In the late 1990s, opioid pain relievers were deemed effective treatment for chronic pain, and the risk of addition was said to be low. However, this narrative was perpetuated by pharmaceutical lobbies before it was confirmed by comprehensive clinical testing.
As new data has emerged over the past 20 years, it has become clear that opioids can be highly addictive. In fact, the danger has risen to such a level the U.S. Department of Health and Human Services declared a public health emergency in 2017 to combat the opioid crisis.
How Dangerous are Opioids?
According to the Center for Disease Control, around 130 Americans die every day from an opioid overdose, making them the main driver of drug overdose deaths. From a cost perspective, the Centers for Disease Control and Prevention estimates the total “economic burden” of prescription opioid misuse alone in the United States is $78.5 billion a year, including the costs of healthcare, lost productivity, addiction treatment, and criminal justice involvement. Missed work days and lost productivity due to the abuse of prescription painkillers cost employers an estimated $25.6 billion a year of the total 78.5 according to academic.oup.com
The Harvard Pilgrim notes “the opioid crisis is no longer just a crisis– it’s a full-blown epidemic. Opioid overdoses lead to more than 130 deaths every day in the U.S, as stated in the Opioid Overdose Crisis. That’s one death every 11 minutes. And for companies who want to take care of their employees and their families, the rise in drug misuse can be a concern on both a personal and a business level. Employees affected by an opioid addiction can not only bring productivity down, but also raise compensation claims and health care costs. So, it’s important to consider how you can help prevent opioid addiction in your workforce and provide the necessary support to those who might be affected.”
Who is at Risk?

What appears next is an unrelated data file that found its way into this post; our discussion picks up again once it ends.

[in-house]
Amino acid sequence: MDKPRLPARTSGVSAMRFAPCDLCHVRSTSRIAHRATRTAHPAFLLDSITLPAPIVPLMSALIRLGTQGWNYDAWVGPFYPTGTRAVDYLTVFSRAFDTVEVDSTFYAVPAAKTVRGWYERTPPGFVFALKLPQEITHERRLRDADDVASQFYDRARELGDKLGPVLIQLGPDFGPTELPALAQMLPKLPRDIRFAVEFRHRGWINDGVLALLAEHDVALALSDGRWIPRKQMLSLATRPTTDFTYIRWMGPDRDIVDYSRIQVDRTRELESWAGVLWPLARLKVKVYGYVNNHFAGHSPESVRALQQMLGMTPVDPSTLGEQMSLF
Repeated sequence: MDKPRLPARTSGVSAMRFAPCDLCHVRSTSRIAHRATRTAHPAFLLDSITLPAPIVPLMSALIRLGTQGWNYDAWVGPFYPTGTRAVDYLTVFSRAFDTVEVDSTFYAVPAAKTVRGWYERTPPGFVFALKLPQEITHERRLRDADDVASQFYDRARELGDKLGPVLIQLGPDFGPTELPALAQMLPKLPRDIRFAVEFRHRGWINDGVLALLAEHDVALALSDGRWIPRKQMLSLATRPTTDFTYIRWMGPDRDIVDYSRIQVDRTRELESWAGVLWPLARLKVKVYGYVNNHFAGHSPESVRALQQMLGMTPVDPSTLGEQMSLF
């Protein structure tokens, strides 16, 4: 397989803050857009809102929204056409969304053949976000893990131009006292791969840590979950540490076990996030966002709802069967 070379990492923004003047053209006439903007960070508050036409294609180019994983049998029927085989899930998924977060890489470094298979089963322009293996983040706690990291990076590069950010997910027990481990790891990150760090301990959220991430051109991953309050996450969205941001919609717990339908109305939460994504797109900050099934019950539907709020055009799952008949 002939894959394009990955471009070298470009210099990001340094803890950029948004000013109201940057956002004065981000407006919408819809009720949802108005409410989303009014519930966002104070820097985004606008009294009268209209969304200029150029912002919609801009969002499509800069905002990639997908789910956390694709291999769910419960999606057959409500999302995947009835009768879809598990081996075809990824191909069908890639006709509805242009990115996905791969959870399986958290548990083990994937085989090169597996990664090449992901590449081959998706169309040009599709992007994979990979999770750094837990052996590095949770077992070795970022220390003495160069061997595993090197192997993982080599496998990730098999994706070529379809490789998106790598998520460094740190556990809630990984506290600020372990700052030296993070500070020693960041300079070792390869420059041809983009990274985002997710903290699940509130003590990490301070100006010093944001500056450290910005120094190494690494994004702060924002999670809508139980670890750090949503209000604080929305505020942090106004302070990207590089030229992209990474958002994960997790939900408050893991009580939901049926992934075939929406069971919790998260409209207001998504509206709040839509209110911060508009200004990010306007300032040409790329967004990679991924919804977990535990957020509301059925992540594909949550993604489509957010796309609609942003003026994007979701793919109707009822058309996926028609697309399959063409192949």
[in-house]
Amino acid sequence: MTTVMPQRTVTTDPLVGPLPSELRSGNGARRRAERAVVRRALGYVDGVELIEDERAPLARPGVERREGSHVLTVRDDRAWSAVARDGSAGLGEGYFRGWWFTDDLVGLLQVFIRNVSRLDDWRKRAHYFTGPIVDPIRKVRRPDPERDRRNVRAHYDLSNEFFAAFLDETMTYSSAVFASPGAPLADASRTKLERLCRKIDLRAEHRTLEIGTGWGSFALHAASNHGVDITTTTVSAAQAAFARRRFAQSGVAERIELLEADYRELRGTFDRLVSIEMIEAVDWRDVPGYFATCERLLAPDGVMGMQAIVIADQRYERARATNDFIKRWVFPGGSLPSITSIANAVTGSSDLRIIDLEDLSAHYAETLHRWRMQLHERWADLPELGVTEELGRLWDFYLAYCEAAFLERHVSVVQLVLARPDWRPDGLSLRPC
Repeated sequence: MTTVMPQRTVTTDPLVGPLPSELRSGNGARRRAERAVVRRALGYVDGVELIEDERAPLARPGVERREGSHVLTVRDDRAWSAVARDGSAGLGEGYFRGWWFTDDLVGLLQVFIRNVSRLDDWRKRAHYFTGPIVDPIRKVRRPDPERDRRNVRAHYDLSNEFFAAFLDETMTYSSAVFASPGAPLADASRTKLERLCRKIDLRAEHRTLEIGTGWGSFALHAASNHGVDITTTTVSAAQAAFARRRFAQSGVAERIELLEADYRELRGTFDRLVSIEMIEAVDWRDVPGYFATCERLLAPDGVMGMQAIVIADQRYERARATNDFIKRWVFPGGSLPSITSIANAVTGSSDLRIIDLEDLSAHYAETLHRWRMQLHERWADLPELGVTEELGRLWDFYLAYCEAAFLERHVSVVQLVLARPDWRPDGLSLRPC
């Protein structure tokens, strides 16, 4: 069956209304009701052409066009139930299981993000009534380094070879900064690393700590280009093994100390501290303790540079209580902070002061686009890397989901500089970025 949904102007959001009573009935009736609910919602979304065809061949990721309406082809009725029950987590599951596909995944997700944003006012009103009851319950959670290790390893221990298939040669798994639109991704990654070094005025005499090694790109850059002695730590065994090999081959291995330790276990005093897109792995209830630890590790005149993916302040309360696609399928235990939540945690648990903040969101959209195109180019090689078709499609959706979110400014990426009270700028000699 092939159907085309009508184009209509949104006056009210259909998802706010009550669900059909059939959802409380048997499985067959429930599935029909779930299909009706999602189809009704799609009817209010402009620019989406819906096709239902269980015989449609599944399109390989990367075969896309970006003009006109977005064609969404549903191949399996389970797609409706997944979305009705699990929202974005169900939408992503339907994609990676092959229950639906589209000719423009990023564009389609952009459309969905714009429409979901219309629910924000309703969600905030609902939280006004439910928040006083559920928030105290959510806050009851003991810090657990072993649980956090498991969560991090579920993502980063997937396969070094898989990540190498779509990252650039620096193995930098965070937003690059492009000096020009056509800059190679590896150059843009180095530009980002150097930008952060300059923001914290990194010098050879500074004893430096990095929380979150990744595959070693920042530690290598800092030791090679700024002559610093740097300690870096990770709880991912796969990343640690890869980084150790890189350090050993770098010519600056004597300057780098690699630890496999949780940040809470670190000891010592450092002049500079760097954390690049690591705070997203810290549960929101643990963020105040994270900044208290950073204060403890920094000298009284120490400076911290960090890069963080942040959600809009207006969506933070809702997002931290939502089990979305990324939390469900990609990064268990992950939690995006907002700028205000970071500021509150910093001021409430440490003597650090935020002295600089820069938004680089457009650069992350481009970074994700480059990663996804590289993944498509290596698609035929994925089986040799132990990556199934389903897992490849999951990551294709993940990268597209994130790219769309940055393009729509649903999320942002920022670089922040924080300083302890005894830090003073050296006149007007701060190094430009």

It’s not just at-risk communities who are “at risk.” Addictions often begin when opioids are prescribed for reasons like chronic pain and recovery from surgery. Without the resources needed to properly manage their prescription, anyone—working any kind of job—can be subject to an opioid’s addictive nature. “It’s not a defect of character,” says Bill Brewster, VP of Harvard Pilgrim’s New Hampshire market, “It is like any other illness that anybody has.” Dr. Brewster has seen the effects of this issue firsthand, when his son struggled with an opioid addiction. “This is not them; this is us,” Dr. Brewster states in The New Hampshire Union Leader, “We’re all in this together.”
In a 2015 systematic review of health care data by the National Psychiatric Association, 21-29% of patients who were prescribed opioids for chronic pain ended up misusing them. And this misuse only continues to rise in the U.S. In fact, 1/3 of Americans say they know someone who is or has been addicted to opioids,3 so it’s important to consider that an employee may have a family member who’s struggling—and who could be on your health plan.
AllHealth CHOICE: Addressing Prescription Misuse and Abuse Before it Starts
While most of Opioid Management programs focus on physician prescribing practices, MyCharlie is uniquely equipped to provide patient-facing opioid management. The AllHealth CHOICE RN care managers, providing proactive and reactive care 24/7, focus on patient engagement and individualized care pathway to provide oversight of opioid usage, monitor patient patterns of behavior, ensure compliance with all medication usage and manage overall health status. Ready to learn more? Contact AllHealth CHOICE today. 855-713-0255